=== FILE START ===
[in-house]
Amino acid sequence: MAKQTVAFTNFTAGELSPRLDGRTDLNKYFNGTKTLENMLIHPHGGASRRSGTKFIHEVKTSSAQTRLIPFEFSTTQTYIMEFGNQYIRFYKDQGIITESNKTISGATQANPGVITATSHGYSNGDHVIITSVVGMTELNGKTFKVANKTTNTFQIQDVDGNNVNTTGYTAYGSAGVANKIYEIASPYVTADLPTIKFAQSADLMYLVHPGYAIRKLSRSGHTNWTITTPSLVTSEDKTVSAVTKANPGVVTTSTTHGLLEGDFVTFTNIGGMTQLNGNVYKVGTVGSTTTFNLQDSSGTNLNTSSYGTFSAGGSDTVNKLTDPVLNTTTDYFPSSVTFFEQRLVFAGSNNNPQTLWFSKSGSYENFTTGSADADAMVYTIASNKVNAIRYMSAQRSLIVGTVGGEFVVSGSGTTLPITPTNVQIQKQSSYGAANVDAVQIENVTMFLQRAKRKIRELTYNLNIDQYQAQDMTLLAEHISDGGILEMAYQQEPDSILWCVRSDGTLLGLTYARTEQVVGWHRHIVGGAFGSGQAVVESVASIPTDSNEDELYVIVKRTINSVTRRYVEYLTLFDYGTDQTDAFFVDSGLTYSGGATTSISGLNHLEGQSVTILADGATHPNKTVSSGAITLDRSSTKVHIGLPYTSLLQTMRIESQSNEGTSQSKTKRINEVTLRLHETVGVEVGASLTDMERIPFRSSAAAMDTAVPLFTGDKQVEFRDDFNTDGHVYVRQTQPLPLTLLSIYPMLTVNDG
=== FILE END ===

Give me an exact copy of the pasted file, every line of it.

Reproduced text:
[in-house]
Amino acid sequence: MAKQTVAFTNFTAGELSPRLDGRTDLNKYFNGTKTLENMLIHPHGGASRRSGTKFIHEVKTSSAQTRLIPFEFSTTQTYIMEFGNQYIRFYKDQGIITESNKTISGATQANPGVITATSHGYSNGDHVIITSVVGMTELNGKTFKVANKTTNTFQIQDVDGNNVNTTGYTAYGSAGVANKIYEIASPYVTADLPTIKFAQSADLMYLVHPGYAIRKLSRSGHTNWTITTPSLVTSEDKTVSAVTKANPGVVTTSTTHGLLEGDFVTFTNIGGMTQLNGNVYKVGTVGSTTTFNLQDSSGTNLNTSSYGTFSAGGSDTVNKLTDPVLNTTTDYFPSSVTFFEQRLVFAGSNNNPQTLWFSKSGSYENFTTGSADADAMVYTIASNKVNAIRYMSAQRSLIVGTVGGEFVVSGSGTTLPITPTNVQIQKQSSYGAANVDAVQIENVTMFLQRAKRKIRELTYNLNIDQYQAQDMTLLAEHISDGGILEMAYQQEPDSILWCVRSDGTLLGLTYARTEQVVGWHRHIVGGAFGSGQAVVESVASIPTDSNEDELYVIVKRTINSVTRRYVEYLTLFDYGTDQTDAFFVDSGLTYSGGATTSISGLNHLEGQSVTILADGATHPNKTVSSGAITLDRSSTKVHIGLPYTSLLQTMRIESQSNEGTSQSKTKRINEVTLRLHETVGVEVGASLTDMERIPFRSSAAAMDTAVPLFTGDKQVEFRDDFNTDGHVYVRQTQPLPLTLLSIYPMLTVNDG